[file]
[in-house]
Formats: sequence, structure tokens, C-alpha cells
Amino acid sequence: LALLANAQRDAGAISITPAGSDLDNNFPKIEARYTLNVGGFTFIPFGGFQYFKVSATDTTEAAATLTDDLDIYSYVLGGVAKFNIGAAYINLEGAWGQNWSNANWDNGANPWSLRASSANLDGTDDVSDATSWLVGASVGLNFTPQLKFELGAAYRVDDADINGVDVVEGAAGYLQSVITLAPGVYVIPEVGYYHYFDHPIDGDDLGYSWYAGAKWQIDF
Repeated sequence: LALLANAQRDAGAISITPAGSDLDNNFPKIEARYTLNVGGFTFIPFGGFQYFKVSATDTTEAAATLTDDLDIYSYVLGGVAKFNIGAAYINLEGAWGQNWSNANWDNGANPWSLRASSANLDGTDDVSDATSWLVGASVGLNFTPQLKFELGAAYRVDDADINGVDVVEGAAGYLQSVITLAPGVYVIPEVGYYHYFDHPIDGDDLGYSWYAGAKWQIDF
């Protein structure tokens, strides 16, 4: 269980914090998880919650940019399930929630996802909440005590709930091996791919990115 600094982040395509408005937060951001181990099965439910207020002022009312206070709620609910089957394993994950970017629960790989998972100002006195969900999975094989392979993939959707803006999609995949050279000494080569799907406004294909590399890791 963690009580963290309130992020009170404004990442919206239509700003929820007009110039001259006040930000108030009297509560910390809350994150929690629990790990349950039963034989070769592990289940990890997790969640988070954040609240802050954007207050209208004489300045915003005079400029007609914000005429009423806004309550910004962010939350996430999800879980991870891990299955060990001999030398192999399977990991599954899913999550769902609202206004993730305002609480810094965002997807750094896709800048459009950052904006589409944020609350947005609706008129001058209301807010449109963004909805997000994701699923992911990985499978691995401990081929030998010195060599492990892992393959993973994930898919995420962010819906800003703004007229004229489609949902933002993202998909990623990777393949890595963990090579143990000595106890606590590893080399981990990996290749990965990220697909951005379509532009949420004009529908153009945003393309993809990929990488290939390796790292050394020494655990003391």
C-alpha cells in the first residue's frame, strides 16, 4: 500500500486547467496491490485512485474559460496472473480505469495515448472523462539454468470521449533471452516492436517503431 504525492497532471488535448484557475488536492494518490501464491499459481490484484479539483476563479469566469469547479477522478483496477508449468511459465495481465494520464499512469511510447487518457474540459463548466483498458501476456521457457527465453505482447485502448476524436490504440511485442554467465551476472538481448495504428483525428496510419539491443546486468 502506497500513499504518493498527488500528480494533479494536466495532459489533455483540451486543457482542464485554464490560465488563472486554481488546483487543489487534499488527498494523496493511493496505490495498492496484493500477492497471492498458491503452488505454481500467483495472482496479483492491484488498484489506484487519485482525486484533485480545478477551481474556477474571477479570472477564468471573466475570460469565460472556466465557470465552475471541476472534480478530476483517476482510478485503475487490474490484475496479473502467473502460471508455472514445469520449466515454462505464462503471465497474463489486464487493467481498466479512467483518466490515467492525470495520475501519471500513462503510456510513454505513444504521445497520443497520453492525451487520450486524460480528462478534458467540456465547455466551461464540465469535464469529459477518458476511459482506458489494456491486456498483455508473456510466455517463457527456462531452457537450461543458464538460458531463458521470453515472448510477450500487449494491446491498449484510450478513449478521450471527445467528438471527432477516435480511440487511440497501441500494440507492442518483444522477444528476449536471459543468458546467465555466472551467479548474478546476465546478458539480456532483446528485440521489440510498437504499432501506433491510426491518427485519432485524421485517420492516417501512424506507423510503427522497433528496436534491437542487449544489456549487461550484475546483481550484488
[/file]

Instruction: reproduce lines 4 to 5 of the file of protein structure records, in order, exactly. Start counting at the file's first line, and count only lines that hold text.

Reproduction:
Repeated sequence: LALLANAQRDAGAISITPAGSDLDNNFPKIEARYTLNVGGFTFIPFGGFQYFKVSATDTTEAAATLTDDLDIYSYVLGGVAKFNIGAAYINLEGAWGQNWSNANWDNGANPWSLRASSANLDGTDDVSDATSWLVGASVGLNFTPQLKFELGAAYRVDDADINGVDVVEGAAGYLQSVITLAPGVYVIPEVGYYHYFDHPIDGDDLGYSWYAGAKWQIDF
């Protein structure tokens, strides 16, 4: 269980914090998880919650940019399930929630996802909440005590709930091996791919990115 600094982040395509408005937060951001181990099965439910207020002022009312206070709620609910089957394993994950970017629960790989998972100002006195969900999975094989392979993939959707803006999609995949050279000494080569799907406004294909590399890791 963690009580963290309130992020009170404004990442919206239509700003929820007009110039001259006040930000108030009297509560910390809350994150929690629990790990349950039963034989070769592990289940990890997790969640988070954040609240802050954007207050209208004489300045915003005079400029007609914000005429009423806004309550910004962010939350996430999800879980991870891990299955060990001999030398192999399977990991599954899913999550769902609202206004993730305002609480810094965002997807750094896709800048459009950052904006589409944020609350947005609706008129001058209301807010449109963004909805997000994701699923992911990985499978691995401990081929030998010195060599492990892992393959993973994930898919995420962010819906800003703004007229004229489609949902933002993202998909990623990777393949890595963990090579143990000595106890606590590893080399981990990996290749990965990220697909951005379509532009949420004009529908153009945003393309993809990929990488290939390796790292050394020494655990003391």